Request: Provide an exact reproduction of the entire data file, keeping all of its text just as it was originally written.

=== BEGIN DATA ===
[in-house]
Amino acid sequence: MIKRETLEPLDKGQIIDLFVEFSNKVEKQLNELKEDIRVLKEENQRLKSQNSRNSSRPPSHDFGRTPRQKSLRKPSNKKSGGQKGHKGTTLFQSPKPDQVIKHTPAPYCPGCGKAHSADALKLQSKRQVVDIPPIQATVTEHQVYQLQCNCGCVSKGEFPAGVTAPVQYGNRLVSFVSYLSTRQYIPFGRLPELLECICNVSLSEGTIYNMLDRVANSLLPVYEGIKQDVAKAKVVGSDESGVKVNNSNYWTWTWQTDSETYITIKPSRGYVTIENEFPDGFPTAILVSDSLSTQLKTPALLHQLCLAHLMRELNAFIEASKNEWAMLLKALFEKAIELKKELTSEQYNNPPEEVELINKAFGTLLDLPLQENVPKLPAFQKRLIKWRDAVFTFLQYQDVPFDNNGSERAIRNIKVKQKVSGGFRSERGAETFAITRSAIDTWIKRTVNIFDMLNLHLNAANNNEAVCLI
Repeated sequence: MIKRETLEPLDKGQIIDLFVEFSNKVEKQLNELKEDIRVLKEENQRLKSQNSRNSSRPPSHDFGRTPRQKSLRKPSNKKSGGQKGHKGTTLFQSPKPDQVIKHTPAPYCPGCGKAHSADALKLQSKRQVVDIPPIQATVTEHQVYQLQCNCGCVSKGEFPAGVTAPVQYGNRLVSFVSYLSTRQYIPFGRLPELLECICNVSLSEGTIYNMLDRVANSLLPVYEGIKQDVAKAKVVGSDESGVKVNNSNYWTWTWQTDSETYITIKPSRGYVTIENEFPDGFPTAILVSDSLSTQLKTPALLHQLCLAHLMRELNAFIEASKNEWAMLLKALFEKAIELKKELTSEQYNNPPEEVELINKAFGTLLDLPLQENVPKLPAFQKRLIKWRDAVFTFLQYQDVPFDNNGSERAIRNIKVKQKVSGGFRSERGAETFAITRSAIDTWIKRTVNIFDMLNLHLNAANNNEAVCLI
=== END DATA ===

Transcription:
[in-house]
Amino acid sequence: MIKRETLEPLDKGQIIDLFVEFSNKVEKQLNELKEDIRVLKEENQRLKSQNSRNSSRPPSHDFGRTPRQKSLRKPSNKKSGGQKGHKGTTLFQSPKPDQVIKHTPAPYCPGCGKAHSADALKLQSKRQVVDIPPIQATVTEHQVYQLQCNCGCVSKGEFPAGVTAPVQYGNRLVSFVSYLSTRQYIPFGRLPELLECICNVSLSEGTIYNMLDRVANSLLPVYEGIKQDVAKAKVVGSDESGVKVNNSNYWTWTWQTDSETYITIKPSRGYVTIENEFPDGFPTAILVSDSLSTQLKTPALLHQLCLAHLMRELNAFIEASKNEWAMLLKALFEKAIELKKELTSEQYNNPPEEVELINKAFGTLLDLPLQENVPKLPAFQKRLIKWRDAVFTFLQYQDVPFDNNGSERAIRNIKVKQKVSGGFRSERGAETFAITRSAIDTWIKRTVNIFDMLNLHLNAANNNEAVCLI
Repeated sequence: MIKRETLEPLDKGQIIDLFVEFSNKVEKQLNELKEDIRVLKEENQRLKSQNSRNSSRPPSHDFGRTPRQKSLRKPSNKKSGGQKGHKGTTLFQSPKPDQVIKHTPAPYCPGCGKAHSADALKLQSKRQVVDIPPIQATVTEHQVYQLQCNCGCVSKGEFPAGVTAPVQYGNRLVSFVSYLSTRQYIPFGRLPELLECICNVSLSEGTIYNMLDRVANSLLPVYEGIKQDVAKAKVVGSDESGVKVNNSNYWTWTWQTDSETYITIKPSRGYVTIENEFPDGFPTAILVSDSLSTQLKTPALLHQLCLAHLMRELNAFIEASKNEWAMLLKALFEKAIELKKELTSEQYNNPPEEVELINKAFGTLLDLPLQENVPKLPAFQKRLIKWRDAVFTFLQYQDVPFDNNGSERAIRNIKVKQKVSGGFRSERGAETFAITRSAIDTWIKRTVNIFDMLNLHLNAANNNEAVCLI